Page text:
Home Minister Amit Shah introduced three bills in the Lok Sabha today that aim to overhaul Indian criminal jurisprudence by replacing the colonial-era laws like the Indian Penal Code, 1860 and the Indian Evidence Act, 1872 along with the Code for Criminal Procedure (CrPC), 1973.
The three laws will be replaced with the Bharatiya Nyaya Sanhita, Bharatiya Sakshya and the Bharatiya Nagarik Suraksha Sanhita respectively. The overhaul of the colonial era laws is one of the mainstay promises of the ruling government since it was re-elected in 2019. In 2020, the Centre constituted a five-member all-male committee to examine the country’s criminal laws and propose amendments.
Introducing the laws in the lower house, Shah said the government was trying to change its “approach” by putting the crimes against women and children before crimes against the state. “There is nothing worse than crimes against women and children,” Shah said addressing the house. According to the bill, the various offences have been made gender-neutral.
Shah also said that the bills would first be sent to a Parliamentary standing committee for their consideration.
The Bharatiya Nyaya Sanhita Bill, 2023 was brought in by repealing the IPC to streamline provisions relating to offences and penalties, the Minister said.
While on one hand, the new bill introduced “community service” as a punishment for petty offences, on the other the bill also seeks stiffer punishment for serious crimes. For example, mob lynching will now attract the death penalty, while the definition of ‘Imprisonment for life’ has been re-defined as life in prison for the remainder of a person’s natural life. To effectively deal with organized crimes and terror activities new offences have been added to the bill.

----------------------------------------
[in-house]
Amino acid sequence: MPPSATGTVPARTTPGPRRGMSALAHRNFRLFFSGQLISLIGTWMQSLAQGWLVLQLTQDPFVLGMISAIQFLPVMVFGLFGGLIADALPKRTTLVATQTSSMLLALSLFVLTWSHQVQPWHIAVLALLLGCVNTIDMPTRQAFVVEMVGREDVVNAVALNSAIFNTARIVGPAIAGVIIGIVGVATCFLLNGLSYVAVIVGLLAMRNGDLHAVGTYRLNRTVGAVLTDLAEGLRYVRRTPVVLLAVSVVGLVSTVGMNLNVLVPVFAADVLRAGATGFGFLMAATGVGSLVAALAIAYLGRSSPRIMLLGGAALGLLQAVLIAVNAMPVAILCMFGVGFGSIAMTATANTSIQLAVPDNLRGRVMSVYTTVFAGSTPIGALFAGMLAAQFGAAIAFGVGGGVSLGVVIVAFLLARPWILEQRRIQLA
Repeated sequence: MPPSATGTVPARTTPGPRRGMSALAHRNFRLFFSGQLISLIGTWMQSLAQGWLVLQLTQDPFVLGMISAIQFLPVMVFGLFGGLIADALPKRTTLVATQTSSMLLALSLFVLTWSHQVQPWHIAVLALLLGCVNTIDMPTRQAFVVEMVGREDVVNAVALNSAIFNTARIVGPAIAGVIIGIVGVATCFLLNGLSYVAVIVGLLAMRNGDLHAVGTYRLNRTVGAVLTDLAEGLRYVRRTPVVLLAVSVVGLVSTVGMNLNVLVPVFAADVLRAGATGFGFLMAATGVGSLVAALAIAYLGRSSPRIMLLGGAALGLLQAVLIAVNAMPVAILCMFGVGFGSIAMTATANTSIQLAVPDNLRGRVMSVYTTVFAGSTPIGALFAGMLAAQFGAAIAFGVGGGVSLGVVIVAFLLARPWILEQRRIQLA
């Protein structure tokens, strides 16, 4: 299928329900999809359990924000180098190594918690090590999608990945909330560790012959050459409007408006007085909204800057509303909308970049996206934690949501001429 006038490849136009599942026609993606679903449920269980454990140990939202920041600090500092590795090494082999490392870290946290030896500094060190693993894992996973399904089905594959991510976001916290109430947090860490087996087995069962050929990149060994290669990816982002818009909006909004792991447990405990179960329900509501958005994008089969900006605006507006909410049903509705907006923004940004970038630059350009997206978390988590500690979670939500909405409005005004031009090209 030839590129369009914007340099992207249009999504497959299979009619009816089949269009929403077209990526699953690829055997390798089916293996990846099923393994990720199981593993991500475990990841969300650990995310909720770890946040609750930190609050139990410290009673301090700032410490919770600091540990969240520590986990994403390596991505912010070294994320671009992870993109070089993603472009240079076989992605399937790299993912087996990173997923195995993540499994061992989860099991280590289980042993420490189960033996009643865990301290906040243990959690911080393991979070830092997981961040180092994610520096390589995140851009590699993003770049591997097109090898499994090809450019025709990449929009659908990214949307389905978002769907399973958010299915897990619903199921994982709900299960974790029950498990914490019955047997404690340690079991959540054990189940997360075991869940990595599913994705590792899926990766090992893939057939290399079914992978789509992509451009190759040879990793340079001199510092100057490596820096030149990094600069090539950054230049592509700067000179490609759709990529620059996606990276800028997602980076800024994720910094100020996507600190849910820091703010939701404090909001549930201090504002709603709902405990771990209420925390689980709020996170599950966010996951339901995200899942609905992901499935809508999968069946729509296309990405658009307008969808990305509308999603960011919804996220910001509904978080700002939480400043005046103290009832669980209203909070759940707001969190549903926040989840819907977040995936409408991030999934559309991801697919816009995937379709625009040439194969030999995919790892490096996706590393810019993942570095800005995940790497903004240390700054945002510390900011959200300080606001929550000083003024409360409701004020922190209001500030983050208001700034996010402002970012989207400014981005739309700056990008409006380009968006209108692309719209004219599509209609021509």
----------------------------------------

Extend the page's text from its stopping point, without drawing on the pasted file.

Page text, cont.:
The bill drops Section 124a, which dealt with sedition, however, the same has been replaced with Section 150 which talks about acts of secession, armed rebellion, subversive activities, separatist activities or endangering the sovereignty or unity and integrity of India. According to the bill, “The fines and punishment for various offences have also been suitably enhanced”.
Speaking about the Bharatiya Nagarik Suraksha Sanhita, 2023, which replaces the Indian Evidence Act, Shah said that with the introduction of this bill the government has set the goal to achieve a 90 per cent conviction rate. That is why, in crimes and cases which attract a seven-year jail term or more, forensic team visits to the crime scene have been made compulsory.
The bill also claims to expand the scope of evidence to include electronic information and allow for the admissibility of electronic or digital records as evidence.
“The existing law does not address the technological advancements in the country in the last few decades,” Shah said to justify the replacement of the Indian Evidence Act.
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